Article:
Many dogs protect pregnant owners according to claims made by expecting mothers and the family members sharing the home with the dog.
Although there is no scientific data to back up the fact that dogs are capable of detecting their owners' pregnancies, there is plenty of anecdotal evidence.
Indeed, almost every family has some story about how Rover was capable of detecting their owner's pregnancy, sometimes even before the owner ran a pregnancy test! How is this all possible though? This ability surely makes dogs look like they are psychics!
A Time of Changes
Pregnancy causes a variety of changes that go beyond the most evident signs such as food cravings and an evident "bump."
With dogs being capable of detecting cancer, diabetes and minute traces of explosives in a busy airport, it comes as no surprise how readily they can recognize signs of pregnancy.
First off, with their powerful sniffers, dogs are capable of detecting subtle chemistry changes. Then, consider that dogs are masters in reading body language. They'll therefore be quick to pick up slight differences in a pregnant woman's posture, shape and movements as the pregnancy progresses.
And then, consider that dogs are very sensitive to changes in their routines. They'll be fast to recognize the fact that they are no longer walked as frequently as they used to. They may also notice that their pregnant owner spends more time sitting or preparing the nursery room.
Not to mention, dogs are very attuned to their owner's moods-and pregnant women can sure be quite moody! On top of this, dogs may also notice changes in others sharing the household. They may notice how other members of the family may be taking more care of "preggers."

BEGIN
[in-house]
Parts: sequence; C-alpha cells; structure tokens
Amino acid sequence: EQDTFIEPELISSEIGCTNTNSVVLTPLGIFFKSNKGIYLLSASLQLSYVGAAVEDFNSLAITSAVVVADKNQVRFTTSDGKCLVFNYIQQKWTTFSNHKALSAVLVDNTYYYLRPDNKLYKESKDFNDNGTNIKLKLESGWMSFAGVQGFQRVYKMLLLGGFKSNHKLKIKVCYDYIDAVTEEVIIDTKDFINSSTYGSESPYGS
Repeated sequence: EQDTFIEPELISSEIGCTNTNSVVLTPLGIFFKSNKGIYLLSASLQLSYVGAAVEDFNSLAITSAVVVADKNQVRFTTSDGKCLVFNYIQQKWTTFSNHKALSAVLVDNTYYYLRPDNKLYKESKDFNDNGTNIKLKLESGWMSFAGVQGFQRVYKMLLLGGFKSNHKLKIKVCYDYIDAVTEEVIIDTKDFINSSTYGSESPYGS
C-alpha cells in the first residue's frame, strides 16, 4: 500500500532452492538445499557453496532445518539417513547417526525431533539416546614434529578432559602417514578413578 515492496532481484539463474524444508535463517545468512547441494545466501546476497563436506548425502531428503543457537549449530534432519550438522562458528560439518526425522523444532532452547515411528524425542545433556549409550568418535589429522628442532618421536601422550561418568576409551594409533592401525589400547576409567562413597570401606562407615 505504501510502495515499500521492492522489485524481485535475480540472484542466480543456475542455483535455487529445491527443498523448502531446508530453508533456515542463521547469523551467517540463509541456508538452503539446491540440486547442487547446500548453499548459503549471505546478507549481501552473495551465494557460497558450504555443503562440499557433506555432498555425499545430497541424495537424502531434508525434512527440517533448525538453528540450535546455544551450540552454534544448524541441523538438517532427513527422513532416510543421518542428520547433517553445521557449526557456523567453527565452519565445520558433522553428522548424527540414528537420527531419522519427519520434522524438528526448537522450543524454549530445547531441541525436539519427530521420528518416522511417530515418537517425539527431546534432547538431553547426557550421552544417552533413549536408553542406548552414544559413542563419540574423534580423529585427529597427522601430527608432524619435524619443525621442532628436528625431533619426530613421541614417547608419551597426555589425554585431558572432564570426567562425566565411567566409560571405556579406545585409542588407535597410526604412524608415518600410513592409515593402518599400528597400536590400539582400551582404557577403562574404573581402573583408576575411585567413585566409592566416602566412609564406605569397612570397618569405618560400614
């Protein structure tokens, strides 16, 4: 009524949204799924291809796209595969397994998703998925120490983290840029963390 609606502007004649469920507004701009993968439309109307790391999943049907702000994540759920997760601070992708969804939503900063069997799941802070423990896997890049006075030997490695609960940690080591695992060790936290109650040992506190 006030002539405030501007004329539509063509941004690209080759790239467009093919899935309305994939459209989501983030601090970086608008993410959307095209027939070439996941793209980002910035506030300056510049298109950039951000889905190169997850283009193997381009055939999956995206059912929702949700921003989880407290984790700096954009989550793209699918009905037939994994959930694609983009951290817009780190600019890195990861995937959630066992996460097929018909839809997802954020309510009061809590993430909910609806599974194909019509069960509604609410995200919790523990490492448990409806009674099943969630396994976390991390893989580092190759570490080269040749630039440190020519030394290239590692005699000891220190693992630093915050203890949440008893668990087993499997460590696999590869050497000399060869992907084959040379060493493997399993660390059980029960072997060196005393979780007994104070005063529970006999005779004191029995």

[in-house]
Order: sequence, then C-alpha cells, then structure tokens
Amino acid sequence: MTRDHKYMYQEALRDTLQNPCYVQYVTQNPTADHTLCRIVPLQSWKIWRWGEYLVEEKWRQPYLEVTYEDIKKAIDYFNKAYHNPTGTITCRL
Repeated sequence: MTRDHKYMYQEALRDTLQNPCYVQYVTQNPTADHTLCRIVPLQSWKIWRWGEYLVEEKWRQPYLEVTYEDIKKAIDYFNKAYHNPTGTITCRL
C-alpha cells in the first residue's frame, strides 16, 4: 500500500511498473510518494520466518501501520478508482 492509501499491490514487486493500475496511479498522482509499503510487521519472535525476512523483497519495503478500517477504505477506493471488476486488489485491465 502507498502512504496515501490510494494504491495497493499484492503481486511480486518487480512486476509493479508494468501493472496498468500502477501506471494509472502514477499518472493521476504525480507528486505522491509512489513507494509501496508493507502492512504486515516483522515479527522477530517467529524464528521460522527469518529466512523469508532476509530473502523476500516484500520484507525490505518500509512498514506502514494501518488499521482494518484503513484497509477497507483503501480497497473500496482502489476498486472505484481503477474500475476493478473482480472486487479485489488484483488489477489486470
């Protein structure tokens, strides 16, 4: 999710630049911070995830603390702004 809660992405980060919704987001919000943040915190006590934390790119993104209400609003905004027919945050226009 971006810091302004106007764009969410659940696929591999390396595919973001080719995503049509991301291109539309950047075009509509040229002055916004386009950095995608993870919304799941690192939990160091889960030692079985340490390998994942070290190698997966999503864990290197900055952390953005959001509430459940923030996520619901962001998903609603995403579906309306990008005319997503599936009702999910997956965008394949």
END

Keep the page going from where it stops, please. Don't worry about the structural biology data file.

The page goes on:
Reactions to Human Pregnancy
As seen, pregnancy brings lots of changes which can even feel a tad bit overwhelming to dogs who are creatures of habit and love their routines. We can't blame them tough, pregnancy can be stressful for humans too!
Dogs who are more observant and sensitive to changes, and dogs who are very tuned-in with their owners are therefore more likely to be impacted. What kind of reactions are expected? Dogs may react in various ways.
Some dogs may ask for more attention, while others may even exhibit aggressive displays towards the expecting mother or other people or dogs approaching her.
Littermate Syndrome: Risks With Getting Two Puppies at Once
If you're getting two puppies at once from the same litter, you'll need to be aware of littermate syndrome, also referred to as "sibling syndrome" or sibling rivalry. As tempting as it can be to bring home two adorable puppies, there are certain implications to consider at a rational level before giving in to your impulse and listening to your heart.
Discovering Why Dogs Keep Their Mouths Open When Playing
Many dogs keep their mouths open when playing and dog owners may wonder all about this doggy facial expression and what it denotes. In order to better understand this particular behavior, it helps taking a closer look into how dogs communicate with each other and the underlying function of the behavior.
Should I Let My Dog Go Through the Door First?
Whether you should let your dog through the door first boils down to personal preference. You may have heard that allowing dogs to go out of doors first is bad because by doing so we are allowing dogs to be "alphas over us," but the whole alpha and dominance myth is something that has been debunked by professionals.